Monday, August 23, 2010

A Day to Play

For the past two days we've been playing catch up with friends Rene and Barb, sharing evening meals and playing card games and causing multiple full bottles of wine to mysteriously empty themselves. Rene decided that we needed to see at least one of the area attractions before Denny and I headed off to Alaska, so today he and his lovely wife drove us to the wildlife park known as Northwest Trek. Northwest Trek was created after the Hellyer family graciously donated several hundred acres of land near Eatonville, Washington. The Tacoma Metro Parks area acquired more land and now Northwest Trek has 725 acres, 435 of which is home to the herd animals of bison, deer, mountain goats, bighorn sheep, moose and caribou that roam free. There are smaller fenced exhibits of grizzly and black bear, lynx, wolves, coyotes, fisher, wolverines, otters, beavers and also displays of reptiles and insects. The park operates a tram that meanders through the herd animal area so you can get up close and personal and the rest of the animal displays are approached on foot by the looping walking trails throughout the exhibit area. There are picnic areas if you wish to bring your own lunch or you can purchase some excellent sandwiches at the cafe near the park entrance.
This is the type of park where you can spend as much or as little time as you like. The tram ride takes about an hour and if you catch one of the park employees giving a talk on one of the critters you may find yourself standing there asking question after question as I did about the tiny Western Screech owl on display as we were wandering the paths. Which is how I discovered that they obtained the little guy when he was discovered starving in a yard. Medical tests showed no physical problems but he wouldn't hunt long enough to get enough food to keep himself alive or to have the strength to fly. So he became, after a long and intensive training session, a teaching exhibit. Weighing 5 ounces, or the equivalent of 150 paperclips, his eyes are 80 percent of his head, which doesn't leave a lot of room for his brain. The young lady holding the owl had a wealth of information about this adorable little creature and I walked away amazed and intrigued. I can deal with rescue animals but I wasn't thrilled with the enclosures for the cougars, bears, lynx, wolves, etc as I considered them way too small and the cougars' behavior only reinforced my belief. But much of the park was interesting, the employees were very knowledgeable and gave the impression they enjoyed their jobs, the park is beautiful and the opportunity to see baby bison, deer and bighorn sheep was really fun. All of us walked out admitting that we learned quite a bit and we thoroughly enjoyed our afternoon.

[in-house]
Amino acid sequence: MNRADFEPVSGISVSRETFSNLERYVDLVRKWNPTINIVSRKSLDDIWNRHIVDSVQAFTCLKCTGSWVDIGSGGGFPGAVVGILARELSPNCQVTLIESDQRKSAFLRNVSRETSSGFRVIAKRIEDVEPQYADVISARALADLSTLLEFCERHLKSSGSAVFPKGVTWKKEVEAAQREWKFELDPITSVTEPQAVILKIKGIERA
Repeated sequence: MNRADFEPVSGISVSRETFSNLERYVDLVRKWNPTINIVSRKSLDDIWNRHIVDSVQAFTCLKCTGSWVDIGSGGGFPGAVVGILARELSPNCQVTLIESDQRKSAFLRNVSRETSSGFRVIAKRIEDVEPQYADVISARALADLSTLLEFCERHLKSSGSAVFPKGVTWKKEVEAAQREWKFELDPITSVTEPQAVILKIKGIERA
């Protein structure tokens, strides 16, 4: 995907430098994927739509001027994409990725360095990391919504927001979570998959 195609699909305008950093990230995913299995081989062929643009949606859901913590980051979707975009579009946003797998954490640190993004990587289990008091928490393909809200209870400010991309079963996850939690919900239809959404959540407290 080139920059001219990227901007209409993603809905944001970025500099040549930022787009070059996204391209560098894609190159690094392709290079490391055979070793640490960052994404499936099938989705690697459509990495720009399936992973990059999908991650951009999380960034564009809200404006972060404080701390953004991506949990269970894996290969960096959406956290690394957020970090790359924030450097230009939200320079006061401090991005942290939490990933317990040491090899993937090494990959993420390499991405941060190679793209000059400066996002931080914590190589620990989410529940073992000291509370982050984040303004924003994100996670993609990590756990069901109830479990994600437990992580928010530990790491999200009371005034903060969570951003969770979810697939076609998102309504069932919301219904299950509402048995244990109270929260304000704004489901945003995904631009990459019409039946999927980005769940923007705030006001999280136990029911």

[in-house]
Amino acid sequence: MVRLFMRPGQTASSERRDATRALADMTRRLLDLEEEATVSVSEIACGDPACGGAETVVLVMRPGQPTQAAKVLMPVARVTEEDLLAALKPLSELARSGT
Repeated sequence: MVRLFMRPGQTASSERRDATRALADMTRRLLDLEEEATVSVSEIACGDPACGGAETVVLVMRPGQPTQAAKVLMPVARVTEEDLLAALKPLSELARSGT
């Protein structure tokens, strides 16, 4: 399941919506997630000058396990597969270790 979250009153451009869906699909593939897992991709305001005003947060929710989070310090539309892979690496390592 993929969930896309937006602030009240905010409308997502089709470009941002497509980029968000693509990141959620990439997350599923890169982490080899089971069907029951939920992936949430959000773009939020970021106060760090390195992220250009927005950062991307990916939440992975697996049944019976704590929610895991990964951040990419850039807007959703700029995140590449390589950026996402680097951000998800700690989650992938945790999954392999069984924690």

The evening was complete after Barb's wonderful meal of homemade split pea soup, with crusty multi-grain bread and Caesar Salad and another card game before we begged off to finish packing for our trip.

The RV Vagabonds are going to be off-line for the two weeks we're going to be in Alaska since I'm not taking the laptop with me. I'm hoping the grandeur of our largest state will keep me from suffering Internet withdrawal symptoms. In the meantime, I'll take lots of pictures which you'll see once we get back in the states and back on the road again.


SkippyMom said...

The third pic of the bison about blew me away - they're huge and you are SO close. eek! Pretty animals. It looks like a wonderful time [and hey, nice weather! bonus]

Have a great trip. Gonna miss you.

PS - I SO DID NOT cry. HA!

Linda in New Mexico said...

Have a super cruise, I'll say it first so I don't forget.
The park looks very interesting and beautiful. Poor little "tupid" owl. One of our baby hummers didn't make it cuz he couldn't or wouldn't put his little beak in the hole on the feeder to suck out the nectar...his momma bird and daddy bird tried but he was "tupid" too. He would just sit and look at the hole or put his beak under the hole but never got any nectar. The kids and I had a funeral for dumbdumb as they named him.
I don't know if you got to see the buffalo encloser at Sandia Pueblo while you were here. They eventually had to put up a three componant restraining fences, railroad ties buried in the ground, iron railing with cross pieces and finally a chain link because the critters kept breaking out and roaming free....freeway, homes, you know the wide prarie.....not. So to be that close to buffalo is quite something. I love their St Bernard noses...big and BIG. Love you guys have a super trip, The Olde Bagg, Linda the other

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